The protagonist of Leo Tolstoy's short story "God Sees The Truth, But Waits" is a carefree young man named Ivan Dmitrich Aksionov. The fact that he is, at the beginning of the story, so carefree should serve as fair warning that he will not be this way long. We are further warned of storm clouds on the horizon of Aksionov's life when his wife -- also young, also beautiful, but more aware of life's uncertainties -- tells him she has had a bad dream about him, and asks him not to go to the Nizhny Fair, where he plans to sell his wares. He laughs at her and goes anyway. But we know, from these first seven paragraphs of Tolstoy's little tale, that things will not go well with Aksionov from that moment on.
Disaster doesn't surface immediately. Halfway to the fair, Aksionov stops at an inn for the night and winds up sharing a cup of tea with another merchant whom he knows slightly. The two merchants go to bed in adjoining rooms. In the morning Aksionov gets up, pays his bill, and gets back on the road. But twenty-five miles later he is overtaken by soldiers, who question him about his activities the previous night.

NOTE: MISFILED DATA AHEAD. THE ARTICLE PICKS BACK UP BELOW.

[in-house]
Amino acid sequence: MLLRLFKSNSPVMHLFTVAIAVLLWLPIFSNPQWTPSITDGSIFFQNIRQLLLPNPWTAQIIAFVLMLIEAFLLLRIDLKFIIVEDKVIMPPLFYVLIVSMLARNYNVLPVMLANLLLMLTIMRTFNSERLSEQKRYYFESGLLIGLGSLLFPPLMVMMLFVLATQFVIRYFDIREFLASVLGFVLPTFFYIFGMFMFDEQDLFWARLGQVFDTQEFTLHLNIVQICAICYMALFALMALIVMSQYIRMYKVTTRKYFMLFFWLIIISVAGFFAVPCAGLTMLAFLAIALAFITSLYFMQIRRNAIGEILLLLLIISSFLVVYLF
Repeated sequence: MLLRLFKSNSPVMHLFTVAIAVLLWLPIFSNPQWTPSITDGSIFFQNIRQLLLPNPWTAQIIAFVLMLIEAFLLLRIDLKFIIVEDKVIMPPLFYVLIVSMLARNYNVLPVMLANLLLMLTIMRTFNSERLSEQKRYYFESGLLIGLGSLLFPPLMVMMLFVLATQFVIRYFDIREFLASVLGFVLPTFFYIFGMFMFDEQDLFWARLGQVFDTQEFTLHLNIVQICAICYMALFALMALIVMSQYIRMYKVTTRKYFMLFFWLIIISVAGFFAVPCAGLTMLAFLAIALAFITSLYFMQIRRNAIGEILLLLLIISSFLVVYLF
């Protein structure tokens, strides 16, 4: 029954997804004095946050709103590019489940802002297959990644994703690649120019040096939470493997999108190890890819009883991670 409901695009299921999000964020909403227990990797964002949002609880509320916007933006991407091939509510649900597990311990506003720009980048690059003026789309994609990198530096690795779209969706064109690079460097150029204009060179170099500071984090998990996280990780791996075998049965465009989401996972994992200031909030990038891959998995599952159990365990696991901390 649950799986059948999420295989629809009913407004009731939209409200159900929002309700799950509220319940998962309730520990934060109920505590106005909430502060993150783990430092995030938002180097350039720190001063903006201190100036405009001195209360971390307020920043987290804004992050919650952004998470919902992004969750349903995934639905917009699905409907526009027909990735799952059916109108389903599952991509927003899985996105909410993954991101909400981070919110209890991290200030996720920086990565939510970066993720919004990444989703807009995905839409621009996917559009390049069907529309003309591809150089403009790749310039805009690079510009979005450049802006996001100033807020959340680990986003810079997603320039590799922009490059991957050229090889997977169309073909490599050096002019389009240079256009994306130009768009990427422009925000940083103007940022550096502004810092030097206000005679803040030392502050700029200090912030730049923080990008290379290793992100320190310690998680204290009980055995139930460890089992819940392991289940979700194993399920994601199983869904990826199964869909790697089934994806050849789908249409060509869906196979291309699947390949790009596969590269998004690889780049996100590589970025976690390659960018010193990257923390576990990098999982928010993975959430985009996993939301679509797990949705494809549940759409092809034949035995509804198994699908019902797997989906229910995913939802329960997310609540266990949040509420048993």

Aksionov finally asks him why they are treating him as if he's committed a crime, and he is informed that the merchant with whom he spent the previous evening has been found murdered and his goods plundered. When the soldiers search Aksionov's bags, they find a bloody knife.
Predictably, Aksionov is arrested, tried, and convicted of murder. His wife is able to see him one time before he is exiled to Siberia; after rousing herself from a dead faint at the sight of him in shackles and chains, she asks him whatever possessed him to murder the stranger on the way to the fair. His own wife doesn't believe he is innocent.
In Siberia, Aksionov is such a model prisoner that the other convicts call him "The Saint," and come to him with their problems and disputes. His life is hard but bearable until a new prisoner, Makar Semyonich, comes into the camp...
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